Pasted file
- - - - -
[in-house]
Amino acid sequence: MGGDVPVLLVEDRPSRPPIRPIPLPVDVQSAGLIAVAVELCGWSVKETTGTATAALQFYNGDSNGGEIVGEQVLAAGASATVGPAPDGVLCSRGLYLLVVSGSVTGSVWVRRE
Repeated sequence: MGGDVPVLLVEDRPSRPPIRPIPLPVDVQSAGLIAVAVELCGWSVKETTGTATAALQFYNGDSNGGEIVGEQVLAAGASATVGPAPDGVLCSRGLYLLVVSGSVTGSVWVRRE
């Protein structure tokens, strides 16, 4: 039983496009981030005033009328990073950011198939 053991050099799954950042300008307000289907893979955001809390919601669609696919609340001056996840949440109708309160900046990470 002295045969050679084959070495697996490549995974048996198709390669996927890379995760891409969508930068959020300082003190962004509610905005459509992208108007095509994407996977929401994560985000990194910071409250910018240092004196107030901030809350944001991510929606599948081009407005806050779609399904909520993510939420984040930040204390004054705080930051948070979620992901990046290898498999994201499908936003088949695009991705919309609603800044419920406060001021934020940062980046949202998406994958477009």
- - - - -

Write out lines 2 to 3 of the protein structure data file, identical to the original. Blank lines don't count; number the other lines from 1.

Amino acid sequence: MGGDVPVLLVEDRPSRPPIRPIPLPVDVQSAGLIAVAVELCGWSVKETTGTATAALQFYNGDSNGGEIVGEQVLAAGASATVGPAPDGVLCSRGLYLLVVSGSVTGSVWVRRE
Repeated sequence: MGGDVPVLLVEDRPSRPPIRPIPLPVDVQSAGLIAVAVELCGWSVKETTGTATAALQFYNGDSNGGEIVGEQVLAAGASATVGPAPDGVLCSRGLYLLVVSGSVTGSVWVRRE